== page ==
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Exclusive Kubica Q&A: consistency key to '09 title challenge 13 Nov 2008

Robert Kubica (POL), BMW Sauber, BMW Sauber F1.08, Chinese Grand Prix 2008, Shanghai, Thursday, 16 October 2008. © Martin Trenkler / Reporter Images Robert Kubica (POL) BMW Sauber F1.08. Formula One Testing, Barcelona, Spain, Day Two, Friday 13 June 2008. World ©  Hartley/Sutton Robert Kubica (POL), BMW Sauber, BMW Sauber F1.08, Chinese Grand Prix 2008, Shanghai, Sunday, 19 October 2008. © Martin Trenkler / Reporter Images Robert Kubica (POL), BMW Sauber, BMW Sauber F1.08, Singapore Grand Prix 2008, Singapore, Sunday 28 September 2008. © Martin Trenkler / Reporter Images Robert Kubica (POL) BMW Sauber F1 celebrates his first GP win on the podium.
Formula One World Championship, Rd 7, Canadian Grand Prix, Race, Montreal, Canada, Sunday, 8 June 2008

For a while in 2008 it seemed Robert Kubica might achieve the impossible. Midway through the season he had won a race and was vying for the championship with Hamilton, Massa and Raikkonen. Then somehow the challenge faded. Kubica cannot yet explain why, but he is certain that BMW Sauber will find the answers and that they can push McLaren and Ferrari even harder in 2009. In the meantime, he’s content to keep busy over the winter break developing his own kart chassis…

Q: Robert, the last time we spoke was before qualifying in China and you were still in the frame for the title. Ultimately in Brazil, however, you slipped to fourth behind Ferrari’s Kimi Raikkonen. How do you explain that?
Robert Kubica:
Without going into the details, I think that several circumstances worked against me, especially in the last two races. I do not have a clear picture yet of what happened, but clearly something went wrong.

Q: Knowing your determination to succeed, the last two races in Shanghai and Sao Paolo must have been hard to swallow…
RK:
I am fine, since I think that from my side I have not done anything that has contributed to this disappointing end to the season. Also, we should not forget that in Singapore I lost a lot of points purely due to bad luck…

Q: BMW Motorsport director Mario Theissen always said that the team would be ready to fight for the championship in 2009. Did it seem like a dream when you found yourself in that position a year early?
RK:
I don’t think so. My job is driving to the best of my ability while avoiding mistakes. The rest is not really in my hands. Of course I need a competitive car and good strategies in order to win races, which simply means a lot of good people behind me. In the early part of this season we had excellent reliability and strong pace, which brought me to the unexpected position of leading after seven races. In 2009 we will need to replicate that period, but over the entire season. It won’t be easy, since we will face a lot of new factors and in our case also the KERS issue, which is a concern for all the ‘heavy’ drivers like me.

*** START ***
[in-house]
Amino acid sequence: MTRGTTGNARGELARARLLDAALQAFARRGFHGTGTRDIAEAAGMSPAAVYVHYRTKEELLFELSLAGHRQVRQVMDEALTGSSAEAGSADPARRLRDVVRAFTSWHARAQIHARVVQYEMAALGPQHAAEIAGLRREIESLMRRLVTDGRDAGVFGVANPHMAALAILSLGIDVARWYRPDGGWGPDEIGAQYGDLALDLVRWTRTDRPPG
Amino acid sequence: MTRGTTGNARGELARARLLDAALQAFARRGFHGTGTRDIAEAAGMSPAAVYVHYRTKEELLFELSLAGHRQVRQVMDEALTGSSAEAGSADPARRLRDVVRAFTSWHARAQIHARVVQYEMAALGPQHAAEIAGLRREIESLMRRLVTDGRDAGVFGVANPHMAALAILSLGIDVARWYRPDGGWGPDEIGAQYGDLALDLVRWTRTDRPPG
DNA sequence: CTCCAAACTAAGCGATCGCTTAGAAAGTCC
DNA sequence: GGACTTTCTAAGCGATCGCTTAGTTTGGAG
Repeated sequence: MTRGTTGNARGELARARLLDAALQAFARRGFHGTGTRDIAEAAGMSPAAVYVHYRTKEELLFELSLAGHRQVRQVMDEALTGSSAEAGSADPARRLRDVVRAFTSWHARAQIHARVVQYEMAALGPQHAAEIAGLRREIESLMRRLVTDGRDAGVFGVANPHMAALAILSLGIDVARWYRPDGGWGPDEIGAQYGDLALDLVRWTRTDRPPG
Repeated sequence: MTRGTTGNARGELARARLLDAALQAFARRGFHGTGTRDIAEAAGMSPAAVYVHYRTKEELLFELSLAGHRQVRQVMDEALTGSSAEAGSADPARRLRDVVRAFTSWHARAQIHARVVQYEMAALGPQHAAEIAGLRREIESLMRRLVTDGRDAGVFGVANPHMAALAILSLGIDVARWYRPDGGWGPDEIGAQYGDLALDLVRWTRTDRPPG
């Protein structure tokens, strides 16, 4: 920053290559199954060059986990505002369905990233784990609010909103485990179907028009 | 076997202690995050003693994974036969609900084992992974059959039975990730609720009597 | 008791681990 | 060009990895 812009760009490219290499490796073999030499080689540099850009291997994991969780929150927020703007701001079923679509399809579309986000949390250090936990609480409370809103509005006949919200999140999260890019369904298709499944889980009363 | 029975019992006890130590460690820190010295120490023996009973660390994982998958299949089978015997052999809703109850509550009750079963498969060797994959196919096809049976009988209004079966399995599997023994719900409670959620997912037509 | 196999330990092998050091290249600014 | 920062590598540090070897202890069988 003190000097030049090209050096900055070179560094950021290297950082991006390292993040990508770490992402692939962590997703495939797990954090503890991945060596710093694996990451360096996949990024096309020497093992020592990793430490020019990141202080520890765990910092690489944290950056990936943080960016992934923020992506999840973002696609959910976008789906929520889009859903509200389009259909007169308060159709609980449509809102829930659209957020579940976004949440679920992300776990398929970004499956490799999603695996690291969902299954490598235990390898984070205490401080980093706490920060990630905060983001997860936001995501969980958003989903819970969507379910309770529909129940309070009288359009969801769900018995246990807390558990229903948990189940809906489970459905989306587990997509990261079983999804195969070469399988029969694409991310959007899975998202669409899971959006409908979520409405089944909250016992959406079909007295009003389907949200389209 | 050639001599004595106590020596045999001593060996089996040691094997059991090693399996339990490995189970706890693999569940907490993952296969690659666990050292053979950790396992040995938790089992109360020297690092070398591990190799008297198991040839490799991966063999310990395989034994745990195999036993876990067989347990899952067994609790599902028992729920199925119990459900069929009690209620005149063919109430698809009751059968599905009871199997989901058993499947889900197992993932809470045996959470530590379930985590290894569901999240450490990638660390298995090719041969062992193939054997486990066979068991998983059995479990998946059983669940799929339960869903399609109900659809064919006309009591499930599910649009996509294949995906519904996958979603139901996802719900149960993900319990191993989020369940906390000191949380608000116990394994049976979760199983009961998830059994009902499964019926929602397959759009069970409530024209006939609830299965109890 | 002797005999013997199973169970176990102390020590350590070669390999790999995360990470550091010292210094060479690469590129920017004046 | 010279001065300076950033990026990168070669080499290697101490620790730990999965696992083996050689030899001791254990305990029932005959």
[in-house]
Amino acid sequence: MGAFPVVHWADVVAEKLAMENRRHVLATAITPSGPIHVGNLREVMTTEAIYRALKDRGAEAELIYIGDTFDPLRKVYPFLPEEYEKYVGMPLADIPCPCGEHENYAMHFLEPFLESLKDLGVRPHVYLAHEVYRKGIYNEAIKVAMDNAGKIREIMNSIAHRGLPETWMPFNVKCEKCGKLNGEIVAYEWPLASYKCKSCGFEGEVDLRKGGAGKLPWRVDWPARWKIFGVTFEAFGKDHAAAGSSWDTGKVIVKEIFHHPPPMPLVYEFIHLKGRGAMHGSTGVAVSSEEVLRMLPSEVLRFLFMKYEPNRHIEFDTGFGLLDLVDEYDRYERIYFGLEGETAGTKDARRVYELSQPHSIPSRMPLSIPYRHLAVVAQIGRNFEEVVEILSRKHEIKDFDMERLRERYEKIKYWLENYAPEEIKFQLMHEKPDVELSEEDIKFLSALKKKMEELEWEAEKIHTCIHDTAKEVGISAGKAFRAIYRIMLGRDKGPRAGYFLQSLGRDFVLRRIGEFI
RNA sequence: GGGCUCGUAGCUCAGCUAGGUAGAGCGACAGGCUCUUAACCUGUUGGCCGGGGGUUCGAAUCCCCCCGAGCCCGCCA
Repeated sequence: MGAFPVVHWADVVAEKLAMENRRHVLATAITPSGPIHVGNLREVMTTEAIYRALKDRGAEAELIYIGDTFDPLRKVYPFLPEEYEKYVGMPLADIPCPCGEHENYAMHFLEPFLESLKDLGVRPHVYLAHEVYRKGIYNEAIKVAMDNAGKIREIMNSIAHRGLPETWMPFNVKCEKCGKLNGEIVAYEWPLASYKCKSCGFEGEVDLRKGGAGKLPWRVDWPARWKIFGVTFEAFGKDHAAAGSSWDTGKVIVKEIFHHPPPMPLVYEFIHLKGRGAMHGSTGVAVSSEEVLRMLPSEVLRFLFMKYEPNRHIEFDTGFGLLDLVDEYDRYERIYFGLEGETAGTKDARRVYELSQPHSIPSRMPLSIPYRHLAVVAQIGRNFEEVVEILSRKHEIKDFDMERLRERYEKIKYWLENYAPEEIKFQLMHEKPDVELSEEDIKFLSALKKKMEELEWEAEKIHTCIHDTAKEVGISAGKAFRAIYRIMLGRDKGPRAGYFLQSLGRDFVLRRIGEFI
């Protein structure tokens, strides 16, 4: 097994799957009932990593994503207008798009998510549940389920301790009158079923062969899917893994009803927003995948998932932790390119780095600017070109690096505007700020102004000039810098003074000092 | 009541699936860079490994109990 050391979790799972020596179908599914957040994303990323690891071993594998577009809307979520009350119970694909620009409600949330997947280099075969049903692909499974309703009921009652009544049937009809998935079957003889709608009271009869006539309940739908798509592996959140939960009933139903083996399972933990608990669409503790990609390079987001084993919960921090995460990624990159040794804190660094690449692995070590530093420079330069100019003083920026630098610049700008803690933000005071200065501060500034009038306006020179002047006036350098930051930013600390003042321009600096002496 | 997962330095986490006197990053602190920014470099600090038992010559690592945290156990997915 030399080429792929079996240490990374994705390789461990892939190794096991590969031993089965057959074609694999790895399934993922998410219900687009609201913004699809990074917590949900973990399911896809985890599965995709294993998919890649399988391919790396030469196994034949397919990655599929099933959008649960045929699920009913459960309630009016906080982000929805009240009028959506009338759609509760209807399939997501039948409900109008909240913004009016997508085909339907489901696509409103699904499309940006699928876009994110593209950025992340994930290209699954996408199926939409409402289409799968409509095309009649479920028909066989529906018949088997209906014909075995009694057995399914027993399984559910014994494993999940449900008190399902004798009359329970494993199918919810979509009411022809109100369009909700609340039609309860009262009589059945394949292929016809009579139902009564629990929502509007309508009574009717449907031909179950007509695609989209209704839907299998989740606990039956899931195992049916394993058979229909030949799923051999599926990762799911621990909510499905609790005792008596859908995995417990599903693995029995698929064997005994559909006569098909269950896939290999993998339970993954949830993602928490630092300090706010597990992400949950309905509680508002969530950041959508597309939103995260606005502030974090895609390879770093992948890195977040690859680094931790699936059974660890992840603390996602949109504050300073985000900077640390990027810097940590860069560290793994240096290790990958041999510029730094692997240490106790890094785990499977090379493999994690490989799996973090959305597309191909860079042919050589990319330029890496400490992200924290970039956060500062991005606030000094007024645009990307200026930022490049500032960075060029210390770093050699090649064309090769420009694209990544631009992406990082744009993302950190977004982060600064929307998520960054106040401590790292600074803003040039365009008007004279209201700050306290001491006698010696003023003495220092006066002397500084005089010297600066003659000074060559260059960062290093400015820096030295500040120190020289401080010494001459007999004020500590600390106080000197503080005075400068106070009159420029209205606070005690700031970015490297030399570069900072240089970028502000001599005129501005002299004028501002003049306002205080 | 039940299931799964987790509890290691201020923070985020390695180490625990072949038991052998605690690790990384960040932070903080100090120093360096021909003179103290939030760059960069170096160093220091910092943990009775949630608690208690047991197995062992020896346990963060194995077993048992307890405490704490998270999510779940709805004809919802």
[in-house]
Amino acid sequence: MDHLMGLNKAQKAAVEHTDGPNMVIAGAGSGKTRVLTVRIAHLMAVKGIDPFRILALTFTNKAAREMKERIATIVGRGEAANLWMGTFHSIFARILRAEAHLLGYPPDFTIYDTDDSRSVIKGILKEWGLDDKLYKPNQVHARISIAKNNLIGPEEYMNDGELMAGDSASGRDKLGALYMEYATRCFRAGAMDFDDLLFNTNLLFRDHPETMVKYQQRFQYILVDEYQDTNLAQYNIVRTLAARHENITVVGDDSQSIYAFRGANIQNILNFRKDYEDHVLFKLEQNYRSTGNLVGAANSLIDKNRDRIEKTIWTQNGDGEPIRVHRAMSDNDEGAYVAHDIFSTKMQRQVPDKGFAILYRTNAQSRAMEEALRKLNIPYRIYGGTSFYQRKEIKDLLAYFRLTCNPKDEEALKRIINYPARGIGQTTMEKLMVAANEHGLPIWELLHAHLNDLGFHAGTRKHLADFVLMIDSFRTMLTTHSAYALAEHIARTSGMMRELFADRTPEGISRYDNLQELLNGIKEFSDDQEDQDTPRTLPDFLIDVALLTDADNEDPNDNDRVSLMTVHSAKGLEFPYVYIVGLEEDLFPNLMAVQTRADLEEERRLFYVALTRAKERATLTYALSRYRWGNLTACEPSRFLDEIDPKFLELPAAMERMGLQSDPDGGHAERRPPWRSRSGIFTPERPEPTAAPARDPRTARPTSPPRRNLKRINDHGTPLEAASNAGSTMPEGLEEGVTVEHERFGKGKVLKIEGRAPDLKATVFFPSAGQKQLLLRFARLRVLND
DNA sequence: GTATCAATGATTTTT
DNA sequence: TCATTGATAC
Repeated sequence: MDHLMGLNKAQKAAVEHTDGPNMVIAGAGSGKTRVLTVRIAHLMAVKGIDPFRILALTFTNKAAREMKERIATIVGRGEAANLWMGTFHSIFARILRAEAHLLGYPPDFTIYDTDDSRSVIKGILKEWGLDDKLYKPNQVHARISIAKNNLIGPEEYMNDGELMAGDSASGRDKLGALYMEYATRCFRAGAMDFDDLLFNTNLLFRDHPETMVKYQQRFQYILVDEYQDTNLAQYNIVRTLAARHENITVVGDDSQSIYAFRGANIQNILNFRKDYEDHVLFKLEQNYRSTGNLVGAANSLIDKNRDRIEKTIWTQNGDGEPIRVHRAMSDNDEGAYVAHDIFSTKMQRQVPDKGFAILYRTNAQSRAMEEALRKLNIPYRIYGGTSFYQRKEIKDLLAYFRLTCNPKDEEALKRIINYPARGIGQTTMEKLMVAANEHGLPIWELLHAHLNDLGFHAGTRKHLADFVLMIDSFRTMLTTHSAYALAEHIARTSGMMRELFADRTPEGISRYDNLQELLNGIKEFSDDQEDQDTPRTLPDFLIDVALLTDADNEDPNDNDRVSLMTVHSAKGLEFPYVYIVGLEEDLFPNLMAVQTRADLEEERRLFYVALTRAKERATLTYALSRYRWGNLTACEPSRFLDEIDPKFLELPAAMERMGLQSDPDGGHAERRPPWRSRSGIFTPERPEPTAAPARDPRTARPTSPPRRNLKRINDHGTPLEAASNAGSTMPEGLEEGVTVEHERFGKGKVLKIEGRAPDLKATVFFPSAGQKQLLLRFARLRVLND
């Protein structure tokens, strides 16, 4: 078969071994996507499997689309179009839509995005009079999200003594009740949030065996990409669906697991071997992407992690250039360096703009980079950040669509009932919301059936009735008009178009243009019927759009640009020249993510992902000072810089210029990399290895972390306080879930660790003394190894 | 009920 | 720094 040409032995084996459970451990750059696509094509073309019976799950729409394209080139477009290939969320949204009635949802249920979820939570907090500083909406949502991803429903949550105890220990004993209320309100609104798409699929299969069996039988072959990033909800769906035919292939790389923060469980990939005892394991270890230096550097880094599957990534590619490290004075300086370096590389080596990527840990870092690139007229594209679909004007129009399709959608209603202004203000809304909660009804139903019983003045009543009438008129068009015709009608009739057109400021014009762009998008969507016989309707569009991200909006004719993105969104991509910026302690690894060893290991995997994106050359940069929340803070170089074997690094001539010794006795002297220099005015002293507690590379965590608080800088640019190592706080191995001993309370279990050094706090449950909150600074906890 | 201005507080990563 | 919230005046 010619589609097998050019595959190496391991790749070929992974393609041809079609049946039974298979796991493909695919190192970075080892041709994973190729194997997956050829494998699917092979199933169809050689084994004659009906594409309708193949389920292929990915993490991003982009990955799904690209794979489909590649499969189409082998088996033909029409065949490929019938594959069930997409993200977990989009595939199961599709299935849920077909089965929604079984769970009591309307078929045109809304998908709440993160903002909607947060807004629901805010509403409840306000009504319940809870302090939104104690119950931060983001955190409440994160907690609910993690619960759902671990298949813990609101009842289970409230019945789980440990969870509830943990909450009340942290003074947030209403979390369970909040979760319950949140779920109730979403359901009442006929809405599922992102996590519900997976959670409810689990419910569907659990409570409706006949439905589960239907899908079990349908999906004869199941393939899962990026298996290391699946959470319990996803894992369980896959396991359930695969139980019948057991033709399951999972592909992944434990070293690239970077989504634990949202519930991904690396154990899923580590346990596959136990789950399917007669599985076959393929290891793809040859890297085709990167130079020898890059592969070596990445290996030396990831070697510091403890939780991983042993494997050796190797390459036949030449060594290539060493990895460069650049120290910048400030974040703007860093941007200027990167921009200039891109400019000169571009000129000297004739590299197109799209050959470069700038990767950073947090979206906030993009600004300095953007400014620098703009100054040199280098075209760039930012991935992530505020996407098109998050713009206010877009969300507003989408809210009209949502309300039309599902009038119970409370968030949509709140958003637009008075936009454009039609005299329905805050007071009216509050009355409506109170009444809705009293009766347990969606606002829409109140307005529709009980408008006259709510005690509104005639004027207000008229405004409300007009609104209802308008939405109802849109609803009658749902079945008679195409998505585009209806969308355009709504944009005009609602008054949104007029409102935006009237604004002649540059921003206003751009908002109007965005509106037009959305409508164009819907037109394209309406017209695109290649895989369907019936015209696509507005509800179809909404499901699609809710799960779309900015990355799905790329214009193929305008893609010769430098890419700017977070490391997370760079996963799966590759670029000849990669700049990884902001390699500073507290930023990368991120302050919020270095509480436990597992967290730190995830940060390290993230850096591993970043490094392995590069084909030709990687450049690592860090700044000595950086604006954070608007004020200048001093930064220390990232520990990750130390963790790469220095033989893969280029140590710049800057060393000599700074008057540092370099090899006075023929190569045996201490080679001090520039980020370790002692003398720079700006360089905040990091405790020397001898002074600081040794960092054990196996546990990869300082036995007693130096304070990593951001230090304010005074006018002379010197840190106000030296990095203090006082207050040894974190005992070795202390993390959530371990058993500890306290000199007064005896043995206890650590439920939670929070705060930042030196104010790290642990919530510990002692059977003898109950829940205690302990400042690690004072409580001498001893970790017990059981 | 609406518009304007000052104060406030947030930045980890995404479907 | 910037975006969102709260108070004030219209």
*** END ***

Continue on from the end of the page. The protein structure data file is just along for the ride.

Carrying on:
Q: Did you get carried away by the possibility of making the impossible happen this season?
RK:
If I considered it impossible, I’d rather change my job…

Q: In Brazil and China you lacked the pace to make it through to Q2 in qualifying. Where did the speed go - and why was Nick Heidfeld not equally affected?
RK:
To be frank, I have no clue. In both races I was quite happy with my car in the first free practice and quite the opposite in all the following sessions. The technical debriefings could not really give an answer to this strange situation.

Q: Before those problems, you had a discussion with Mario in Monza about losing performance. Did you sit down again and discuss the Shanghai/Sao Paolo situation?
RK:
I do not comment on our internal conversations.

Q: Reflecting on the season as a whole, what is your assessment?
RK:
I have been on the podium seven times and have scored points 14 times. Altogether it was a good season. And of course I am happy for my contribution as a driver to the first win of the BMW Sauber team.

Q: How will 2008’s late-season setbacks affect the team’s 2009 schedule? Is the ’08 car history and the F1.09 a completely new beast, or do you fear some of the F1.08’s shortcomings could be carried over to next season?
RK:
I do not have sufficient information to give you an answer.

Q: We have Lewis Hamilton as drivers’ champion and Ferrari as constructors’ champions. Do you believe this was a representative result? And who was your favourite?
RK:
I think Ferrari had a very good ‘team players’ attitude and deserved the constructors’ title and Lewis certainly deserved his drivers’ championship. Congratulations to both of them.

Q: After a long season everybody is taking a break. Where are you headed?
RK:
There’ll be no holidays for me since I am quite busy with my project for a new go-kart chassis that I want to introduce for competition hopefully next season.